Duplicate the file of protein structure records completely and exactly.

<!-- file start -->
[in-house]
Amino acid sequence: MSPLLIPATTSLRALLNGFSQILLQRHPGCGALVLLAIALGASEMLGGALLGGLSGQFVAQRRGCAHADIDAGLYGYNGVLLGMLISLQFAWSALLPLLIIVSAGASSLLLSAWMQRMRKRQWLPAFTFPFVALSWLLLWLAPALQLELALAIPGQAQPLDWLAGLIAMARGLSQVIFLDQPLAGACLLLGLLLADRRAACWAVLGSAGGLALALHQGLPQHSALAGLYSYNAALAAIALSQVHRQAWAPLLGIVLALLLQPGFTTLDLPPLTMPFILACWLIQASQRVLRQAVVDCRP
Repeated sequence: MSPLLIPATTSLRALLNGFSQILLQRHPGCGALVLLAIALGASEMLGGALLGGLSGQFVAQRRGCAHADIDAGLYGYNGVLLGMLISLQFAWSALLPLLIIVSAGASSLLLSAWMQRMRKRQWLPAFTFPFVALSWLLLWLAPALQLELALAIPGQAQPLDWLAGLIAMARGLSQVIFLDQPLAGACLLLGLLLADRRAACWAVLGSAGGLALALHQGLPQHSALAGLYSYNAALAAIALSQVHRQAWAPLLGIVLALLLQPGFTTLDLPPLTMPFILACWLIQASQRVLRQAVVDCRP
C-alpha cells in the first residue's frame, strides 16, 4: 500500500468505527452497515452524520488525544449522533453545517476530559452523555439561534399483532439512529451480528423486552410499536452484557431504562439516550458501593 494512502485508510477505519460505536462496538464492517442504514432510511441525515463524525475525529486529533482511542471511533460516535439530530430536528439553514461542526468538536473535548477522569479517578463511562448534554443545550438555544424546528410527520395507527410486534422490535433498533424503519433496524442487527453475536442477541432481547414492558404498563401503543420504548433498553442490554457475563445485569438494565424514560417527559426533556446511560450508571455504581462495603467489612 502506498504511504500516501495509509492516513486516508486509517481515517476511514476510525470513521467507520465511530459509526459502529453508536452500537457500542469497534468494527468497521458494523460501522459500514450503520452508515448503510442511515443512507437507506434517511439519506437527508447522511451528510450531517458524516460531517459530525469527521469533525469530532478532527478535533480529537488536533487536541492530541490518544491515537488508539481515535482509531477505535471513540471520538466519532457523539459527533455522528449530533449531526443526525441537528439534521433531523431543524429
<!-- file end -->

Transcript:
[in-house]
Amino acid sequence: MSPLLIPATTSLRALLNGFSQILLQRHPGCGALVLLAIALGASEMLGGALLGGLSGQFVAQRRGCAHADIDAGLYGYNGVLLGMLISLQFAWSALLPLLIIVSAGASSLLLSAWMQRMRKRQWLPAFTFPFVALSWLLLWLAPALQLELALAIPGQAQPLDWLAGLIAMARGLSQVIFLDQPLAGACLLLGLLLADRRAACWAVLGSAGGLALALHQGLPQHSALAGLYSYNAALAAIALSQVHRQAWAPLLGIVLALLLQPGFTTLDLPPLTMPFILACWLIQASQRVLRQAVVDCRP
Repeated sequence: MSPLLIPATTSLRALLNGFSQILLQRHPGCGALVLLAIALGASEMLGGALLGGLSGQFVAQRRGCAHADIDAGLYGYNGVLLGMLISLQFAWSALLPLLIIVSAGASSLLLSAWMQRMRKRQWLPAFTFPFVALSWLLLWLAPALQLELALAIPGQAQPLDWLAGLIAMARGLSQVIFLDQPLAGACLLLGLLLADRRAACWAVLGSAGGLALALHQGLPQHSALAGLYSYNAALAAIALSQVHRQAWAPLLGIVLALLLQPGFTTLDLPPLTMPFILACWLIQASQRVLRQAVVDCRP
C-alpha cells in the first residue's frame, strides 16, 4: 500500500468505527452497515452524520488525544449522533453545517476530559452523555439561534399483532439512529451480528423486552410499536452484557431504562439516550458501593 494512502485508510477505519460505536462496538464492517442504514432510511441525515463524525475525529486529533482511542471511533460516535439530530430536528439553514461542526468538536473535548477522569479517578463511562448534554443545550438555544424546528410527520395507527410486534422490535433498533424503519433496524442487527453475536442477541432481547414492558404498563401503543420504548433498553442490554457475563445485569438494565424514560417527559426533556446511560450508571455504581462495603467489612 502506498504511504500516501495509509492516513486516508486509517481515517476511514476510525470513521467507520465511530459509526459502529453508536452500537457500542469497534468494527468497521458494523460501522459500514450503520452508515448503510442511515443512507437507506434517511439519506437527508447522511451528510450531517458524516460531517459530525469527521469533525469530532478532527478535533480529537488536533487536541492530541490518544491515537488508539481515535482509531477505535471513540471520538466519532457523539459527533455522528449530533449531526443526525441537528439534521433531523431543524429